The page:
World-renowned evolutionary biologist Richard Dawkins and British neuroscientist Russell Foster are among the guest lecturers appearing at the 2015 Sofia Science Festival, being held from May 14 to 17.
This is the fifth consecutive year that the Sofia Science Festival is being held. Created in 2011 by the British Council and the Forum Democrit, and under the patronage of Bulgaria’s Ministry of Education and Science, the festival customarily attracts huge crowds of school pupils and adults to its fascinating lectures and displays.
High-profile foreign guest lecturers also are a tradition of the festival, and 2015 is no exception.
Dawkins, a best-selling author of numerous books and from 1995 to 2008 professor of Public Understanding of Science at Oxford University, will deliver a lecture entitled “Queerer than we can suppose”.
Taking the title from a quotation by biologist JBS Haldane, Dawkins will make a case for “thinking the improbable” by looking at how the human frame of reference limits our understanding of the universe. Dawkins’s lecture is on May 16 at 6.30pm at the main stage of Theatre Sofia in Zaimov (also known as Oborishte) Park in central Sofia.
Irish scientist Padraic Flood, post-doctoral fellow at the Max Planck Institute in Germany, takes on the potentially prickly theme of “why we need GMO products” in a lecture on May 16 at 12.30pm at the main stage.
Flood will argue that today’s technology for genetic modification is sufficiently advanced and safe, but also necessary for the survival of civilisation. The lecture, in English with Bulgarian translation, is being held in partnership with the embassy of Ireland in Sofia.
On May 15 at 8pm, there is one for the over-18s only: Simon Watt – a biologist, science communicator and head of the Ugly Animal Preservation Society – presenting a comedy night on the topic of frogs and people.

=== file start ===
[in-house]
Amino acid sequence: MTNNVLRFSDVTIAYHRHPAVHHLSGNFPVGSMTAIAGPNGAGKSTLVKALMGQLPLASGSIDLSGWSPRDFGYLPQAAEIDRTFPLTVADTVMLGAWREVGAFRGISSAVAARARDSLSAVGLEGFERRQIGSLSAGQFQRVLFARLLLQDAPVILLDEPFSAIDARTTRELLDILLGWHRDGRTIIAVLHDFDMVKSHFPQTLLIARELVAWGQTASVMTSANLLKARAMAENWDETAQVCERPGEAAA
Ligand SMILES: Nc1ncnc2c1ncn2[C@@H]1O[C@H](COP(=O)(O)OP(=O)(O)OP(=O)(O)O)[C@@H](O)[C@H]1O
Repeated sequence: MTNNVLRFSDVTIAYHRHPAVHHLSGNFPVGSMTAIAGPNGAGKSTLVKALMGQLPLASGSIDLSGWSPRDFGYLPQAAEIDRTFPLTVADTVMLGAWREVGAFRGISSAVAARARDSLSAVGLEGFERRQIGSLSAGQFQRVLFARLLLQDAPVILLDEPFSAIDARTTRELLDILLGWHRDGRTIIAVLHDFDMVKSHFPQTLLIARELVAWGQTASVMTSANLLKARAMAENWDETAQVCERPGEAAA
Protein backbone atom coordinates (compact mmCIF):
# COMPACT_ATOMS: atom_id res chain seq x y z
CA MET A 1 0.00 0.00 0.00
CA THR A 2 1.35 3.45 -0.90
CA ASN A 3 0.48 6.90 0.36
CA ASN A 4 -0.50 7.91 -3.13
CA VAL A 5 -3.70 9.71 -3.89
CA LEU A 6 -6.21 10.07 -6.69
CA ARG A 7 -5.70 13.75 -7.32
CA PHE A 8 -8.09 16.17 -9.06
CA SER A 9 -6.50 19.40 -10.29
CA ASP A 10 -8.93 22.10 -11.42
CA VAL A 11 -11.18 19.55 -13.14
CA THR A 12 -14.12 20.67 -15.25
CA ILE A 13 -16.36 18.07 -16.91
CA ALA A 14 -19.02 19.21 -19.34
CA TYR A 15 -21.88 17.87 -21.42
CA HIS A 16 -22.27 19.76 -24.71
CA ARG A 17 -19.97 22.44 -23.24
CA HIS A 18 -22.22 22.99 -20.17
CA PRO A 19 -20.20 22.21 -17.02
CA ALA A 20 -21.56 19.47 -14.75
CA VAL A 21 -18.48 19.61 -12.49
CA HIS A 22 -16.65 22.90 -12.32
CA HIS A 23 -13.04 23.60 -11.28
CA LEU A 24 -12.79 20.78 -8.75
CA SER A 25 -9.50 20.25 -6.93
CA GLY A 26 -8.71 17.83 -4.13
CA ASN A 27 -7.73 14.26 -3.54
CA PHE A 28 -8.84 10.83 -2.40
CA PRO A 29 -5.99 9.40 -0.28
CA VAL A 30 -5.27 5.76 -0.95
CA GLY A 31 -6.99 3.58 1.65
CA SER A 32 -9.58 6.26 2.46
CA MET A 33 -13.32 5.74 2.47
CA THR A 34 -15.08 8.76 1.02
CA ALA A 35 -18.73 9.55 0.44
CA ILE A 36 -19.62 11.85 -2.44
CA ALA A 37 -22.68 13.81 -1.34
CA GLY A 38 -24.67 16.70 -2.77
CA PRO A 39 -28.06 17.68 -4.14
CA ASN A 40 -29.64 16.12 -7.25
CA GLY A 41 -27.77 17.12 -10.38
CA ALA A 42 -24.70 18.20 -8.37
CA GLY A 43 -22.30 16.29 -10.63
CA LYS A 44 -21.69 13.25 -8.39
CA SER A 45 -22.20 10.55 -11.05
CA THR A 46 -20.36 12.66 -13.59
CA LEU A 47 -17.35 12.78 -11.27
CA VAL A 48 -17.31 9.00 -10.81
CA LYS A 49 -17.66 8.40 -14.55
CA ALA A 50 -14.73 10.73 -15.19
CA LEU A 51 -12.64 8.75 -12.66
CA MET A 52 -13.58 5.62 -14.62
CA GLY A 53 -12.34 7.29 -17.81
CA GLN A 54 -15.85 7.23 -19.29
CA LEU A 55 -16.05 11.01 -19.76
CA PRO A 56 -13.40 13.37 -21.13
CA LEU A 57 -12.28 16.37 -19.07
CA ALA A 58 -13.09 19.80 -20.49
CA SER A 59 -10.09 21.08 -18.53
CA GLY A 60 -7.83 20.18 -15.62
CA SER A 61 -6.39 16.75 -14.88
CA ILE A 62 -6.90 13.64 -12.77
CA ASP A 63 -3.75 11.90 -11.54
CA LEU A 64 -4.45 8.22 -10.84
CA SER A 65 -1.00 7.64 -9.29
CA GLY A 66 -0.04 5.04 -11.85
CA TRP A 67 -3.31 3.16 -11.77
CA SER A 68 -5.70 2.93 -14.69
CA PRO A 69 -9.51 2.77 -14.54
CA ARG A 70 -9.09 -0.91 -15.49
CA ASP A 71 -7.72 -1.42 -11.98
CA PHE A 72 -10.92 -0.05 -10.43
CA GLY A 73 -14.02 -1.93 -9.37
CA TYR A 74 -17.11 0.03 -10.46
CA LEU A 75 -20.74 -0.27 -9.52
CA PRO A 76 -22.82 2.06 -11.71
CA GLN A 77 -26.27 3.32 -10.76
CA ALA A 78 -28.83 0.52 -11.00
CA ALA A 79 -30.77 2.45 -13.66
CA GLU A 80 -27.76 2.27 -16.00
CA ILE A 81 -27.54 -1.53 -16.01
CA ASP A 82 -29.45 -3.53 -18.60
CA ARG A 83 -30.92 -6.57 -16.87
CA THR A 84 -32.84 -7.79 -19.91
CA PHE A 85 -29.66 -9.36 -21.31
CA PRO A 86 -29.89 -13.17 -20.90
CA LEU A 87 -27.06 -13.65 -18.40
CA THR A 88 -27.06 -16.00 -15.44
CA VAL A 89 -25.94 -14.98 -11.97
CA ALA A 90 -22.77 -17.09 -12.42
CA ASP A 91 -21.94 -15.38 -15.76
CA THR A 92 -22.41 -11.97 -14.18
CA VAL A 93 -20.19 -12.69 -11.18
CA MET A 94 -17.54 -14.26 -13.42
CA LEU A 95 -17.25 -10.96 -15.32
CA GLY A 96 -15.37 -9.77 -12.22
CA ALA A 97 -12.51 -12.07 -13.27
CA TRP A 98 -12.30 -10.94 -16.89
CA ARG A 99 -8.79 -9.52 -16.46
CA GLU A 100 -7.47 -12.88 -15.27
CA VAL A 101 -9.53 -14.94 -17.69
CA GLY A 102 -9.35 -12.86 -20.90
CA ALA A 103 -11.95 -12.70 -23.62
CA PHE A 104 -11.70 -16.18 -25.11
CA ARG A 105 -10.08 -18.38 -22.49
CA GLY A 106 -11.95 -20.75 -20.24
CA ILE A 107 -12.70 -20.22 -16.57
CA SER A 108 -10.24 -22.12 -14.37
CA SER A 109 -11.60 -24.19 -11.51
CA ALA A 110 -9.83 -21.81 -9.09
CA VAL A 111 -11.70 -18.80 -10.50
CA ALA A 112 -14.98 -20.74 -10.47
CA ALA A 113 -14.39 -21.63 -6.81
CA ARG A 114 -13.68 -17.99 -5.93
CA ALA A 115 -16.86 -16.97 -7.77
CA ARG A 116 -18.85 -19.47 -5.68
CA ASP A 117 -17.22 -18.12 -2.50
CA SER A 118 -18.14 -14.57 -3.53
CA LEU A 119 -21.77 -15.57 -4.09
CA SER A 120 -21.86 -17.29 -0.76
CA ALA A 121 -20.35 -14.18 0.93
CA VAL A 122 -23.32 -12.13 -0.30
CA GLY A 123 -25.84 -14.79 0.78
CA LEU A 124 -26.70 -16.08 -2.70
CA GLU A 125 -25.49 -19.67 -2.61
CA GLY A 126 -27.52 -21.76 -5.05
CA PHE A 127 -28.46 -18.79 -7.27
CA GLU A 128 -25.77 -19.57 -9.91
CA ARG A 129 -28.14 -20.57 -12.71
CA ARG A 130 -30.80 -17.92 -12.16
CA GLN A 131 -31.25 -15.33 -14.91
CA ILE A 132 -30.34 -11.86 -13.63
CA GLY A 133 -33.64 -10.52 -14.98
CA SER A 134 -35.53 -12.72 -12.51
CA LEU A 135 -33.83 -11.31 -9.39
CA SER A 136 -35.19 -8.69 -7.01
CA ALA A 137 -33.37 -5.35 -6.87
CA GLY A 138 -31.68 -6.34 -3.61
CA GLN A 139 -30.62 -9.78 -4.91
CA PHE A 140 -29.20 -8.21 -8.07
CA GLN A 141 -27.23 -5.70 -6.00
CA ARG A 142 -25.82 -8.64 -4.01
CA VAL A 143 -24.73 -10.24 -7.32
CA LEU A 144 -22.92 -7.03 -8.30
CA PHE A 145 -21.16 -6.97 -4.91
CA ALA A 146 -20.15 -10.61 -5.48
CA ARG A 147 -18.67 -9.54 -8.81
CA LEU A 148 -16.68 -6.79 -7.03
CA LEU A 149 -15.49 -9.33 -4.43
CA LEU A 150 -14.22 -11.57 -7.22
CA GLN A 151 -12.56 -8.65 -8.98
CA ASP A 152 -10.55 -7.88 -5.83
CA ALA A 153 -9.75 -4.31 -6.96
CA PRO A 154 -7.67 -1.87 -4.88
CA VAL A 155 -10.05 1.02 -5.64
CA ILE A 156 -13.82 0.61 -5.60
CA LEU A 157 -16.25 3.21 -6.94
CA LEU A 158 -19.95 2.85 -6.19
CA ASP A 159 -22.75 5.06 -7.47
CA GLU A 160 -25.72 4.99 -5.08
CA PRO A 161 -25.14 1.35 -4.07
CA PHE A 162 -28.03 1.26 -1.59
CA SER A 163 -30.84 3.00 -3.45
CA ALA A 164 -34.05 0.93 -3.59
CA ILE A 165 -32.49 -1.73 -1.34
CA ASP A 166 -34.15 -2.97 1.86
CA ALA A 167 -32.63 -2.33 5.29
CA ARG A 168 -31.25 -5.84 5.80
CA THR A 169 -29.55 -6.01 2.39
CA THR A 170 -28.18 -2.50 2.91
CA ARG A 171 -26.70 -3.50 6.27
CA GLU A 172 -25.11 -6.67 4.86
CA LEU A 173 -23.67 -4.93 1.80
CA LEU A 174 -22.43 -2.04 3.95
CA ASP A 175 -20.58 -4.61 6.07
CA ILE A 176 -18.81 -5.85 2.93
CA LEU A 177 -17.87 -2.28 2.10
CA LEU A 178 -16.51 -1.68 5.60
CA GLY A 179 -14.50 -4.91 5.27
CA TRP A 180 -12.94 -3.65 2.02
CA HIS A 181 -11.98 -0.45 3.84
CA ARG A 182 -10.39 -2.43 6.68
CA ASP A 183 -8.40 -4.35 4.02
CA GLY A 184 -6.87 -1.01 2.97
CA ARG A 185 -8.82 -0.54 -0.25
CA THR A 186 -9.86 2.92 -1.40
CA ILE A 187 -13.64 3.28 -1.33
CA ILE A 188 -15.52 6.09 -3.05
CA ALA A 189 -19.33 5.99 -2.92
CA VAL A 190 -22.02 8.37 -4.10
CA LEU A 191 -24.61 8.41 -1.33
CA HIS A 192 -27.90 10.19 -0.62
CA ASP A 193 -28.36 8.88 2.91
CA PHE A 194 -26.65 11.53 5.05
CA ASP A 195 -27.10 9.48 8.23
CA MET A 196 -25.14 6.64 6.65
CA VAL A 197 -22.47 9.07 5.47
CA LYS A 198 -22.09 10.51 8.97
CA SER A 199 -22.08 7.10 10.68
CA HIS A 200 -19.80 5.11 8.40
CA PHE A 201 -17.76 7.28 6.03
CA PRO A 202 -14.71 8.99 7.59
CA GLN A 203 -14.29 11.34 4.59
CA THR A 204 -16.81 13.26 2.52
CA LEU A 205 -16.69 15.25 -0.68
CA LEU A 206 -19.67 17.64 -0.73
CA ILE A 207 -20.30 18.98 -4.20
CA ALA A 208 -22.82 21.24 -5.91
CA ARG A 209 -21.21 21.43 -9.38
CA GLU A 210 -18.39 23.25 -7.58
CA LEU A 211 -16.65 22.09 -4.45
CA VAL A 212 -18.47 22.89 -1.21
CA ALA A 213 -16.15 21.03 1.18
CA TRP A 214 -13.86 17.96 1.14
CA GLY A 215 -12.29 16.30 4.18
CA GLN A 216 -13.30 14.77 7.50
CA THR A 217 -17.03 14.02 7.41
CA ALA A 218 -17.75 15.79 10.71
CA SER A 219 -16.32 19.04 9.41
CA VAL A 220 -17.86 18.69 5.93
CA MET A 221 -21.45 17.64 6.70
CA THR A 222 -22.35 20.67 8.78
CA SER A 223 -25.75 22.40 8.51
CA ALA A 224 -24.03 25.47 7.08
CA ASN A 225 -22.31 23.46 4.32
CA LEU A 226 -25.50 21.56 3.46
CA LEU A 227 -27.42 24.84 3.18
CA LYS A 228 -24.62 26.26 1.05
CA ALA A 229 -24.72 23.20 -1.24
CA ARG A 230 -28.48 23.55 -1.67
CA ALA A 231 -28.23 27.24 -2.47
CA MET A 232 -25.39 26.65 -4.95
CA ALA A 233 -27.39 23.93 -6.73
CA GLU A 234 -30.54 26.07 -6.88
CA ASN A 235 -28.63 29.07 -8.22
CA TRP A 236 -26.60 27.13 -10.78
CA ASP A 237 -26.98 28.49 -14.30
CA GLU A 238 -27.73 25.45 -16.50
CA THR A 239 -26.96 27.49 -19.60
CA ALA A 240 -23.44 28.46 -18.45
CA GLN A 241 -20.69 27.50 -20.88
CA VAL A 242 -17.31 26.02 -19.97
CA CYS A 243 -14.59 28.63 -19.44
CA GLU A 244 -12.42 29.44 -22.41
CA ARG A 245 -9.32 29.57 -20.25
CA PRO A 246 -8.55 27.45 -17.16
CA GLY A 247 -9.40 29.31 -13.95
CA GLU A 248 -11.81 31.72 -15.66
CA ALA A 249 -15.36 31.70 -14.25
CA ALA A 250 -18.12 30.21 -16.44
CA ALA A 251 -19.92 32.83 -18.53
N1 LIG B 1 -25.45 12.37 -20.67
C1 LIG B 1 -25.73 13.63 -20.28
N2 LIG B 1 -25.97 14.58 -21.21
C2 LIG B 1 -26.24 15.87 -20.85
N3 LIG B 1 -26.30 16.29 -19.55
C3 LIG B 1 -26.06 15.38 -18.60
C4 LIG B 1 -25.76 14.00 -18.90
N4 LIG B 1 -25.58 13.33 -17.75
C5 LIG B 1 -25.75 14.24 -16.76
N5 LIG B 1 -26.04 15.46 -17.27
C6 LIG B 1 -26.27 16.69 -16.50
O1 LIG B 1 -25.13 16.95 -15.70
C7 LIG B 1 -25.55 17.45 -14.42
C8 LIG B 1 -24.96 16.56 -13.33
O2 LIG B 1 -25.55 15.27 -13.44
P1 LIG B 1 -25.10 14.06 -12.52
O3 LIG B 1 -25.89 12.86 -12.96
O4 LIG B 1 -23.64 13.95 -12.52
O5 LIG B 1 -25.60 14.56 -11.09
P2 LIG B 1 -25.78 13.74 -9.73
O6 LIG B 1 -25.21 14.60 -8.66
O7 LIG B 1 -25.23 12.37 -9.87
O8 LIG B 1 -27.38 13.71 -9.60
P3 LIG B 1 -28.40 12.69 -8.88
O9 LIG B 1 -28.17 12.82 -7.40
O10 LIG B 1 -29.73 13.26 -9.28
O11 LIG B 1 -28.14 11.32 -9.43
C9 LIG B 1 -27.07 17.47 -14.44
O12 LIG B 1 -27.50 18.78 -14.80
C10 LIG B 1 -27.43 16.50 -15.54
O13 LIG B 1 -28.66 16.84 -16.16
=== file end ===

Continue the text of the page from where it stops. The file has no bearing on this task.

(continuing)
Watt holds that frogs are among the most amazing and bizarre creatures on the planet, some of them the most poisonous animals, some able to fly and some can even survive freezing. Studying their biology helped to create the first pregnancy tests, cloning technology, hallucinogenic drugs, medicines for cancer and new generations of antibiotics. The event will be in English with translation into Bulgarian, with tickets required for admission.
“Will the mouse eat the book?” is the title of Polish chemist Monika Koperska’s presentation on May 16 at 3pm at the Laboratory Stage. Koperska, who specialises in the field of cultural preservation, will address topics such as how museums deal with “enemies” such as light, moisture and oxygen, and the question of whether books will “live” longer than flash drives and discs. She is inviting attendees to bring along their favourite books – to check how many of those books will survive.
Russell Foster, head of the Nuffield Laboratory of Ophthalmology and the Sleep and Circadian Neuroscience Institute at Oxford University, will speak on “light, clocks and sleep” in a lecture guaranteed to be anything but soporific, on May 16 at 8pm at the main stage. Foster will explain how light creates and regulates the 24-hour circadian rhythms and the finding that the human eye had a third class of photoreceptors for organic time.
In an event in partnership with the Cervantes Institute, the Spanish winner of FameLab 2013 and co-founder of the Big Van Theory, mathematician Eduardo Sáenz de Cabezón will speak on “large, huge and monstrous numbers” – billed as a surprising journey into the world of big, bigger and even bigger numbers. The event will be in English with translation into Bulgarian.
These events in English are selected from the festival’s extensive programme, which can be found in full in Bulgarian here. Further details about the Sofia Science Festival can be found on its Facebook page and at its website.